I've always had more time traveling than money. Trains were cheaper and I love the scenery. I've taken many, many overnight trains too. But now, I'd seriously consider a flight if the train ride is over 4-5 hours.

Posted by Roberto
Fremont, CA, USA
3342 posts

One must consider all factors not just time: airport availability and distance from final destination, flight availability, non stop travel availability, price difference, and last but not least, beauty of landscape. If the latter is ugly, I'd rather get there the quickest possible way without having to look at it.

Posted by Laura
Virginia, USA
2899 posts

If the train trip is under 6 hours, I usually take the train. If the train is more than 6 hours, I usually fly. My main consideration is "Door to Door" travel time. Even a very short flight will generally take a minimum of 4 hours of travel time when you factor in local transportation and waiting at the airport. I'm willing to spend one to two hours more for train travel because it is generally more comfortable and reliable. I also consider total cost (not just ticket, but local transit, parking, etc.) For hassle factor, trains clearly get the edge. There is more space and you can move around. With a few exceptions, you don't generally need to wait in a security queue. They also are less likely to experience a significant delay or be cancelled. The longest train delay that I have ever experienced was on the Eurostar --- a 6 hour delay because a train ahead of mine derailed. I've had too many long flight delays over the years to even count.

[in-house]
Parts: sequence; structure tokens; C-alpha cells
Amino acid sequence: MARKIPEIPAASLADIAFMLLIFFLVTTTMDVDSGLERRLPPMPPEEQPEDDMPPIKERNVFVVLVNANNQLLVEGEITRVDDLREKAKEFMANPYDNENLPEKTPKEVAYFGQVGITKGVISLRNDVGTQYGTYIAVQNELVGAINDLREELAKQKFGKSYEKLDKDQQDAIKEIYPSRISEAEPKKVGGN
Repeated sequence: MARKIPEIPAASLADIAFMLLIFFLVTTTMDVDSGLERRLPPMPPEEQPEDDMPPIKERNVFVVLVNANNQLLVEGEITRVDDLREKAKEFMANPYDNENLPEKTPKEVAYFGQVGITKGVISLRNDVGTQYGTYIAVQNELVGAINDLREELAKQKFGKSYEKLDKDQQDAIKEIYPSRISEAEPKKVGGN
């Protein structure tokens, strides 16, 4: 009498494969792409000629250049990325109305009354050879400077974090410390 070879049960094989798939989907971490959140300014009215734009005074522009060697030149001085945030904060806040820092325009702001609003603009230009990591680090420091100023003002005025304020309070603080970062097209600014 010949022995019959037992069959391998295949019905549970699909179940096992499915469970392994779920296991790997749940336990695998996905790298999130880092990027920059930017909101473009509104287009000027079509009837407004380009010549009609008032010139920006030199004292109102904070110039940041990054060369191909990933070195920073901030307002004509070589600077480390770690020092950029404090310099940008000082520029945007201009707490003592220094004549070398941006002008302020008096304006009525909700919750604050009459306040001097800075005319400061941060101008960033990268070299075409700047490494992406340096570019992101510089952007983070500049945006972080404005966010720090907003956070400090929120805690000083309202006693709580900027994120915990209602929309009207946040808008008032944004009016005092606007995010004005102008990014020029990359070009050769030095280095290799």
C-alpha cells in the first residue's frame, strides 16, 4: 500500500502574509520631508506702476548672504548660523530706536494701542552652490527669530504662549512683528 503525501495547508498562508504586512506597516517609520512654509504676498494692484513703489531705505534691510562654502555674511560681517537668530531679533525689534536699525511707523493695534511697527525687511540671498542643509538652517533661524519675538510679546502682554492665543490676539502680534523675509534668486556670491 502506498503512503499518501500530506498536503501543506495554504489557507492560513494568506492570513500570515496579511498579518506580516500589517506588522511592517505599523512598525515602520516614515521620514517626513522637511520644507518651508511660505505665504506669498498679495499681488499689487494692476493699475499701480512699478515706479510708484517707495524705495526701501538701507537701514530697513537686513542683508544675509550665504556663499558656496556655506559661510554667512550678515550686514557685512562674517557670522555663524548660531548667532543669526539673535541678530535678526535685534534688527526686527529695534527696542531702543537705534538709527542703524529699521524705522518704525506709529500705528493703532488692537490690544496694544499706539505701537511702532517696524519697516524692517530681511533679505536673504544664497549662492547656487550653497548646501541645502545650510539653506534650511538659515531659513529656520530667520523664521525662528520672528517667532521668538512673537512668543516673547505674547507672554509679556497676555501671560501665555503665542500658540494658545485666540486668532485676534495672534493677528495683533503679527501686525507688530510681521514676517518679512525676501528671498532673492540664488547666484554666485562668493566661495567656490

Posted by Christi
Whitsett, TX, United States
399 posts

I'd rather take a beatin' than fly these days! We are arriving by cruise ship & I managed to get 2 1st class "saver" tickets back using air miles. Train travel is so much more relaxing than flying - it gives us a nice "pause" on a trip to play cards, write post cards, decide what we will be doing in our next stop, etc. I am also a big fan of night trains - must be the kid in me!

Posted by Kelly
St Petersburg Florida